Books  Sustainable Development  Economics, Business & Industry  Environmental Economics 

The Limits to Scarcity: Contesting the Politics of Allocation

Edited By: Lyla Mehta

304 pages, Maps, figures, tables, graphs, index


Paperback | Dec 2010 | #189169 | ISBN-13: 9781844075423
Availability: Usually dispatched within 6 days Details
NHBS Price: £19.99 $28/€23 approx

About this book

Scarcity is considered a ubiquitous feature of the human condition. It underpins much of modern economics and is widely used as an explanation for social organisation, social conflict and the resource crunch confronting humanity's survival on the planet. It is made out to be an all-pervasive fact of our lives - be it of housing, food, water or oil. But has the conception of scarcity been politicized, naturalized, and universalized in academic and policy debates? Has overhasty recourse to scarcity evoked a standard set of market, institutional and technological solutions which have blocked out political contestations, overlooking access as a legitimate focus for academic debates as well as policies and interventions?

Theoretical and empirical chapters by leading academics and scholar-activists grapple with these issues by questioning scarcity's taken-for-granted nature. They examine scarcity debates across three of the most important resources - food, water and energy - and their implications for theory, institutional arrangements, policy responses and innovation systems. The book looks at how scarcity has emerged as a totalizing discourse in both the North and South. The 'scare' of scarcity has led to scarcity emerging as a political strategy for powerful groups. Aggregate numbers and physical quantities are trusted, while local knowledges and experiences of scarcity that identify problems more accurately and specifically are ignored.

Science and technology are expected to provide 'solutions', but such expectations embody a multitude of unexamined assumptions about the nature of the 'problem', about the technologies and about the institutional arrangements put forward as a 'fix'. Through this examination, the authors demonstrate that scarcity is not a natural condition: the problem lies in how we see scarcity and the ways in which it is socially generated.

'Scarcity, like abundance, is not a neutral fact. It has powerful meanings and uses. In this timely and provocative book, Lyla Mehta follows the political career of scarcity in the modern world and, in turn, makes us look at the shape of that world in a new light.' Frank Trentmann, author of Free Trade Nation and Professor of History, Birkbeck College, University of London 'As environmental and economic challenges trigger the latest round of doom-laden scares about the scarcities facing humanity, leading thinkers offers us a vital, timely reminder that these are created by people and institutions, enwrapped with power, and lead to winners and losers. Definitely required reading for all seeking serious and realistic ways to meet sustainability challenges without undermining social justice.' Melissa Leach, Director, ESRC STEPS Centre and Professorial Fellow, Institute of Development Studies (IDS), University of Sussex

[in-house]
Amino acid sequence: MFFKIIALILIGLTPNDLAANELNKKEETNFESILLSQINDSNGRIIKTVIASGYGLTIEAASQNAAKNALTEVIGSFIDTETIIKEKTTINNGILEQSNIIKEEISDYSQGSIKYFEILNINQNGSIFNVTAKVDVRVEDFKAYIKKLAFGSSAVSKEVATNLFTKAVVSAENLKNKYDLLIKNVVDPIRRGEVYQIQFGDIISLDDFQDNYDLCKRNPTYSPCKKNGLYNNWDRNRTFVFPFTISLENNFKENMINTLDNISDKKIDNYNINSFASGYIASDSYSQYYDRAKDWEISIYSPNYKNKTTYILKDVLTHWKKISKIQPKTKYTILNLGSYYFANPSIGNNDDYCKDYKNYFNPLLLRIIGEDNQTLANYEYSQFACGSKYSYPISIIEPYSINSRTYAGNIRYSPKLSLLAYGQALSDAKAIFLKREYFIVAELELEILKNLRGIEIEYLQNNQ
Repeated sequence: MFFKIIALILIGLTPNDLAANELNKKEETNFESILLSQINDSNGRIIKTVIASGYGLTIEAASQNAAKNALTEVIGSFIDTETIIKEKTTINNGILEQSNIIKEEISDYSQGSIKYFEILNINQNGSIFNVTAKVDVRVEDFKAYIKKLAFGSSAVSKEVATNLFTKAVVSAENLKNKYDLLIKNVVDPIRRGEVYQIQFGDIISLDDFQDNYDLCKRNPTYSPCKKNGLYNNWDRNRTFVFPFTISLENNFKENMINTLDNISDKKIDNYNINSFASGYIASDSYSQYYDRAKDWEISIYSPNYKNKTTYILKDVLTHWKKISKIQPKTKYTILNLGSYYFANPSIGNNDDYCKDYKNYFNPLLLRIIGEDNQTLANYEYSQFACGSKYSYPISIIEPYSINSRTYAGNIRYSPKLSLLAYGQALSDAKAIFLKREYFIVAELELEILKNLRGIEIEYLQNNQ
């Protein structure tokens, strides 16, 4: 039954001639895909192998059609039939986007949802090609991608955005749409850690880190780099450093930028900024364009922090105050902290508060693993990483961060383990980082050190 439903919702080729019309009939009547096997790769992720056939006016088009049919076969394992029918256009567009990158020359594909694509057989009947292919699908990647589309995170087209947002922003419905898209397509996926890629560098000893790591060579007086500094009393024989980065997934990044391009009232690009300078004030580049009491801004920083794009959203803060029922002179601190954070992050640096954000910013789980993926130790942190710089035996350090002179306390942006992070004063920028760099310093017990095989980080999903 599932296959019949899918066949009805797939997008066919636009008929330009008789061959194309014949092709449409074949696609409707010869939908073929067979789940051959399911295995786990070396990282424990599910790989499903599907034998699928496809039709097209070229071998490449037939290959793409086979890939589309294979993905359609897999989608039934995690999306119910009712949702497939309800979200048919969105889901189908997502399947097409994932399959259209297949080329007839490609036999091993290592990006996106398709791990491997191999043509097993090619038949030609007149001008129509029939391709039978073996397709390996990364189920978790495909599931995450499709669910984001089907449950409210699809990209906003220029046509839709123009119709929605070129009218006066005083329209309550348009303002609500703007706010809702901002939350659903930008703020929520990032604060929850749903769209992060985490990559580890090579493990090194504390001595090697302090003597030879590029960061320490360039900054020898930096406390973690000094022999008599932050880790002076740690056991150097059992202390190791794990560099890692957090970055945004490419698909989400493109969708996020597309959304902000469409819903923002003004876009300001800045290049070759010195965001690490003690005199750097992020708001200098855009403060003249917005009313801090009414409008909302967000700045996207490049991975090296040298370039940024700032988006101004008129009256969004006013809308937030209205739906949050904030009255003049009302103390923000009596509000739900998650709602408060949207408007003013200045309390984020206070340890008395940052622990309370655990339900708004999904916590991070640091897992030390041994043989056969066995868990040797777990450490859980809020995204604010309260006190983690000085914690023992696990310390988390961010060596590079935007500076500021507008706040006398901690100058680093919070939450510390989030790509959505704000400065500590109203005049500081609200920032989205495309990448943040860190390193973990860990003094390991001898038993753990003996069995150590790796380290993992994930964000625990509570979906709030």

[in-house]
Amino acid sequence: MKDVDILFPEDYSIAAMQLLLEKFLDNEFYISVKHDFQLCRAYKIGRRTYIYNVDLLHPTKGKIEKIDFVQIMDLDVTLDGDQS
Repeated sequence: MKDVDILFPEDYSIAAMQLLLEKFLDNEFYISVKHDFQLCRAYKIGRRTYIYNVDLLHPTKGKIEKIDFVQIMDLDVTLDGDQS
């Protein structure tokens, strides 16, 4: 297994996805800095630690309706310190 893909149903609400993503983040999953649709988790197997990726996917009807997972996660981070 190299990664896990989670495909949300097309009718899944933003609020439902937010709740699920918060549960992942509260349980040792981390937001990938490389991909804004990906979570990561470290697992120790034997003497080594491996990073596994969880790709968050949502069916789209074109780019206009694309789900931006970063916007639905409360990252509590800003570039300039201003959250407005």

Foreword by Steve Rayner; Acknowledgements; 1. Introduction; Part I. Why does Scarcity Matter? 2. Commentary; 3. The Scare, Naturalization and Politicization of Scarcity; 4. Everybody's Got the Fever: Scarcity and US National Energy Policy; 5. The Ghost of Malthus: Narratives and Mobilizations of Scarcity in the US Political Context; Part II: Economics and Scarcity; 6. Commentary; 7. What Did Economists Do with Scarcity? 8. Economics and Scarcity: With Amartya Sen as Point of Departure? 9. Deconstructing Economic Interpretations of Sustainable Development: Limits, Scarcity and Abundance; 10. Water Can and Ought to Run Freely: Reflections on the Notion of 'Scarcity' in Economics; 11. A Bit of the Other: Why Scarcity Isn't All it's Cracked Up To Be; Part III: Resource Scarcity, Institutional Arrangements and Policy Responses: Food, Agriculture, Water and Energy; 12. Commentary; 13. 'Scarcity' as Political Strategy: Reflections on Three Hanging Children; 14. Seeing Scarcity: Understanding Soil Fertility in Africa; 15. Chronic Hunger: A Problem of Scarcity or Inequity? 16. A Share Response to Water Scarcity: Moving Beyond the Volumetric; 17. Advocacy of Water Scarcity: Leakages in the Argument; 18. The Construction and Destruction of Scarcity in Development: Water and Power Experiences in Nepal; 19. Afterword; Appendix 1; Institute of Development Studies Conference Statement on Scarcity

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Lyla Mehta is a sociologist and Research Fellow with the Institute of Development Studies at the University of Sussex and a Professor at the Department of International Environment and Development (Noragric) Norwegian University of Life Sciences. She is also a member of the scientific committee of the Global Environment Change and Human Security Project, International Human Dimensions Project. She has worked extensively on issues concerning scarcity, access and rights to resources addressed through the case of water. Other interests include rights and the gendered dimensions of forced displacement and resistance and the cultural politics of sanitation, environment and development. She is the author of 'The Politics and Poetics of Water: Naturalising scarcity in Western India', editor of 'Displaced by development: confronting marginalisation and gender injustice' and the co-editor of 'Forced displacement: Why rights matter.'

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